Yesterday I had the chance to testify before the House Small Business Committee on the many tax issues facing small business. Here are my opening remarks. You can find my full testimony here.
America’s tax system is needlessly complex, economically harmful, and often unfair. Despite recent revenue gains, it likely will not raise enough money to pay the government’s future bills. The time is thus ripe for wholesale tax reform. Such reform could have far-reaching effects, including on small business. To help you evaluate those effects, I’d like to make seven points about the tax issues facing small business.
1. Tax compliance places a large burden on small businesses, both in the aggregate and relative to large businesses.
The Internal Revenue Service estimates that businesses with less than $1 million in revenue bear almost two-thirds of business compliance costs. Those costs are much larger, relative to revenues or assets, for small firms than for big ones.
2. Small businesses are more likely to underpay their taxes.
Because they often deal in cash and engage in transactions that are not reported to the IRS, small businesses can understate their revenues and overstate their expenses and thus underpay their taxes. Some underpayment is inadvertent, reflecting the difficulty of complying with our complex tax code, and some is intentional. High compliance costs disadvantage responsible small businesses, while the greater opportunity to underpay taxes advantages less responsible ones.
3. The current tax code offers small businesses several advantages over larger ones.
Provisions such as Section 179 expensing, cash accounting, graduated corporate tax rates, and special capital gains taxes benefit businesses that are small in terms of investment, income, or assets.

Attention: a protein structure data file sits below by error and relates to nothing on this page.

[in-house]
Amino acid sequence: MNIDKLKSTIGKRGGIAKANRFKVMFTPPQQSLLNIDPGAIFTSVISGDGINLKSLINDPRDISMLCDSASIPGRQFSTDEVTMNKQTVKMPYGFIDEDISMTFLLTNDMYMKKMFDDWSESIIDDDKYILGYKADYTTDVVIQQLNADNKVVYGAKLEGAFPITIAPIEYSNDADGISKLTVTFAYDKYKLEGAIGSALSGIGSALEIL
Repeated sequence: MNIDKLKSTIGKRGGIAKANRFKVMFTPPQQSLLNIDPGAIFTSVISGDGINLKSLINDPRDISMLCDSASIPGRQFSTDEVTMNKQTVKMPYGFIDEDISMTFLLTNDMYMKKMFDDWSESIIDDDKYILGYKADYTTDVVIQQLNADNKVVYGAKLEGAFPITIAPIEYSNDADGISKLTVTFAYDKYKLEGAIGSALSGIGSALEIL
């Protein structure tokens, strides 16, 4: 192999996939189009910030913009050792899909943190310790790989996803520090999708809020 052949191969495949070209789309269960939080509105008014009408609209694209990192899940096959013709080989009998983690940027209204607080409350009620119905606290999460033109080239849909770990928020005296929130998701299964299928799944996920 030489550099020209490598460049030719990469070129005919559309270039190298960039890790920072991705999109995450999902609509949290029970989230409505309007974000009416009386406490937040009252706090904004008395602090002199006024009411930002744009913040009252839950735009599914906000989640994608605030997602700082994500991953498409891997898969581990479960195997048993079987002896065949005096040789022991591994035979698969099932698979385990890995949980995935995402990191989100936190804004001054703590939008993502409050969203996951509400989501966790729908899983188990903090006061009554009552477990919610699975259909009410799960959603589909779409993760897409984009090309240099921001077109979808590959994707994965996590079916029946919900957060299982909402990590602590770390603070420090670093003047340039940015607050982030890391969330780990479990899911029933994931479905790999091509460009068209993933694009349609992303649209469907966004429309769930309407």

4. Several of those advantages expired at the end of last year and thus are part of the current “tax extenders” debate.
These provisions include expanded eligibility for Section 179 expensing and larger capital gains exclusions for investments in qualifying small businesses. Allowing these provisions to expire and then retroactively resuscitating them is a terrible way to make tax policy. If Congress believes these provisions are beneficial, they should be in place well before the start of the year, so businesses can make investment and funding decisions without needless uncertainty.
5. Many small businesses also benefit from the opportunity to organize as pass-through entities such as S corporations, limited liability companies, partnerships, and sole proprietorships.
These structures all avoid the double taxation that applies to income earned by C corporations. Some large businesses adopt these forms as well, and account for a substantial fraction of pass-through economic activity. Policymakers should take care not to assume that all pass-throughs are small businesses.
6. Tax reform could recalibrate the tradeoff between structuring as a pass-through or as a C corporation.
Many policymakers and analysts have proposed revenue-neutral business reforms that would lower the corporate tax rate while reducing tax breaks. Such reforms would likely favor C corporations over pass-throughs, since all companies could lose tax benefits while only C corporations would benefit from lower corporate tax rates.
7. Tax reform could shift the relative tax burdens on small and large businesses.
Some tax reforms would reduce or eliminate tax benefits aimed at small businesses, such as graduated corporate rates. Other reforms—e.g., lengthening depreciation and amortization schedules for investments or advertising but allowing safe harbors for small amounts—would increase the relative advantage that small businesses enjoy. The net effect of tax reform will thus depend on the details and may vary among businesses of different sizes, industries, and organizational forms. It also depends on the degree to which lawmakers use reform as an opportunity to reduce compliance burdens on small businesses.